Why Doesn’t This Government Ethics Alarm Go Off…Or Does It Even Exist?

"Let's see...cheese on a Ritz, or Beef Wellington...Hell, let's spring for the Wellington--everyone OK with that?"

I just don’t understand it. I never have.

In a report released today, the Justice Department’s inspector general revealed that U.S. Justice Department agencies spent absurd amounts for lavish food at conferences, in one case serving $16 muffins, in another dishing out beef Wellington appetizers that cost $7.32 per serving, and in yet another, a March 2009 conference of the Office on Violence Against Women, serving Cracker Jacks, popcorn and candy bars at a single break to the tune of $32 per person. Yum!

The abuse isn’t unique to the Obama Administration, but it has gotten worse. The inspector general reviewed a sample of ten Justice Department conferences held between October 2007 and September 2009 at a cost of $4.4 million, a period that included the administrations of Republican George W. Bush and Democrat Barack Obama. The Justice Department spent $73.3 million on conferences in fiscal 2009, compared with $47.8 million a year earlier, according to the report.

“Some conferences featured costly meals, refreshments, and themed breaks that we believe were indicative of wasteful or extravagant spending,” the report said.

To be concise, how dare they? How can government employees treat taxpayer funds so callously? Why doesn’t anyone in the chain of authority have an ethics alarm go off and announce, “Wait a minute! We have a budget crisis! We can’t pay our bills! It’s insane to spend money for our own comfort and entertainment like this!”

Nobody did, however. Nobody has for a long while. The waste, lack of responsibility and arrogance is equally galling whether it was Republicans or Democrats spending money on treats, but it is certainly more mystifying to read about Beef Wellington appetizers being consumed on the taxpayer’s dime by an administration that is posing as a the foe of the wealthy—you know, the only people who can afford Beef Wellington. Other than government employees, of course.

I just don’t understand it. I don’t understand how people who work for the government can come to ignore their duty to expend public resources responsibly. I don’t understand why it takes an inspector general to point out that this is wrong, and I don’t understand national leadership that needs an independent audit to remind it that such waste is intolerable.

I do understand this: It is indicative of arrogance and lack of responsibility from top to bottom. And this: if you think extravagant White House dinners, events and vacations don’t encourage such waste, you are deluded, or work for MSNBC.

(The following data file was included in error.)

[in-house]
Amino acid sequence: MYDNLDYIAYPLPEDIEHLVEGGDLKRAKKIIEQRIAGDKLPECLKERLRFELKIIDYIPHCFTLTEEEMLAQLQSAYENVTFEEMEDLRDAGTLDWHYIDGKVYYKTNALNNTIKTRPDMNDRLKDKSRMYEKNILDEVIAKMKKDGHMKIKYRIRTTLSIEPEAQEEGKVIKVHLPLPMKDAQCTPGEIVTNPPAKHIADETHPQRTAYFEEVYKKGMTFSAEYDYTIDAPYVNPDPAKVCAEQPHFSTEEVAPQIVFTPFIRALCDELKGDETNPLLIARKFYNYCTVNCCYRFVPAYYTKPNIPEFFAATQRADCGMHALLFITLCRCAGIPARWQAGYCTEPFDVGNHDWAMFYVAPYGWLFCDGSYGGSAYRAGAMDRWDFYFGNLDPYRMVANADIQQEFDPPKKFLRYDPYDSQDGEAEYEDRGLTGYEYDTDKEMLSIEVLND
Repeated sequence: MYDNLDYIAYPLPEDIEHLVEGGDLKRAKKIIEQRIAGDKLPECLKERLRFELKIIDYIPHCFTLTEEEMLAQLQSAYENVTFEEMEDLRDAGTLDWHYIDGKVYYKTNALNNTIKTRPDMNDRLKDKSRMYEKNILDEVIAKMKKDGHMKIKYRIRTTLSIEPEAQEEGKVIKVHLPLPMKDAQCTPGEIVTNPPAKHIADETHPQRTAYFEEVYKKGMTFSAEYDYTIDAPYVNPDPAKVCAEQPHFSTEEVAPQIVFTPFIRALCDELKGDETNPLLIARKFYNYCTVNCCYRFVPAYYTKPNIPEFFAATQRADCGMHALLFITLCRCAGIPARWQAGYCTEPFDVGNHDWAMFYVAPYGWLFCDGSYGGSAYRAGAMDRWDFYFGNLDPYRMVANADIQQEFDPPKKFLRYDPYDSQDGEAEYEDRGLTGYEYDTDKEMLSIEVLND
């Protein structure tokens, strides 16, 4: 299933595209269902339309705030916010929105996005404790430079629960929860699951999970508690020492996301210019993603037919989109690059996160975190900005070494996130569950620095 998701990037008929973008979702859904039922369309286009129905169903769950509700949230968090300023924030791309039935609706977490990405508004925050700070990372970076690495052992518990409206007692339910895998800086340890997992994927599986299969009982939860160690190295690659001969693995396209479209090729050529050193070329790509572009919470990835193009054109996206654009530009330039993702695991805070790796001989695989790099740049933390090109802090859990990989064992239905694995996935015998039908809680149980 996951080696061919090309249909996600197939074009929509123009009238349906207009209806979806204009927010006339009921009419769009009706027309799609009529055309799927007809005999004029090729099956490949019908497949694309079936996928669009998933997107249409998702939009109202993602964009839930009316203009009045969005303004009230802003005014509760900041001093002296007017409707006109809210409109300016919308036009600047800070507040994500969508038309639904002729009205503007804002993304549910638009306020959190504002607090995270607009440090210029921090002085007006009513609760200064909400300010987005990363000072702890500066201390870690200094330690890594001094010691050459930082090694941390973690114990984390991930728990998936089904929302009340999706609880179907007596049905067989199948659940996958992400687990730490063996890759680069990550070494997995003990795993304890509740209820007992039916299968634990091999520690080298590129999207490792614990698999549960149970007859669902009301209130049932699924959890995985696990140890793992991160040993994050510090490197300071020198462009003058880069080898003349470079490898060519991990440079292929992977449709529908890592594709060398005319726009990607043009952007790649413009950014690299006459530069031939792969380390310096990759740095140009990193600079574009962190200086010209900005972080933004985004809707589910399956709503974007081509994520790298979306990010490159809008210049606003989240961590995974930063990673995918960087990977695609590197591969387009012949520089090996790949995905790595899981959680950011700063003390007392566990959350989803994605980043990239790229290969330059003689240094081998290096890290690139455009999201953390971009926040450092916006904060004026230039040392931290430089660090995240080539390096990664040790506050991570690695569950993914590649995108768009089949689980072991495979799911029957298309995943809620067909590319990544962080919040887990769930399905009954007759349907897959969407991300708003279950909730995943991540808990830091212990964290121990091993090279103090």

I also understand something else. Such reports bolster the arguments of who believe that the government is not an efficient or responsible steward for public funds, and that it cannot and must not be trusted with large projects and complex policy initiatives without constant oversight and strict limitations.

I wonder if those currently running our nation understand that.

I doubt it.

14 thoughts on “Why Doesn’t This Government Ethics Alarm Go Off…Or Does It Even Exist?

  1. Some minor details: The budget for fiscal year 2009 is under Bush, not Obama. Obama wasn’t inaugurated until nearly a 1/3 of the way through that fiscal year. It’s not a straight Bush-Obama comparison. The number and size of conferences should also go into the comparison of the 2008 and 2009 numbers. If there were twice as many conferences/attendees, the relative price would be lower.

    I’m not saying that the waste hasn’t gone up under Obama, but from the statistics listed, one cannot make such a statement. I’d also be interested in seeing if there’s a bump when new administrations take over. The civil servants might think they can take advantage of new officials, or vacant high posts.

    Oh, also, the $7.32 serving for beef wellington appetizer seems like its a decent price for that. The $32 for prepackaged junk food? That’s just ridiculous…even in Manhattan or Vegas. Give me 4.5 beef wellington appetizers instead as a snack.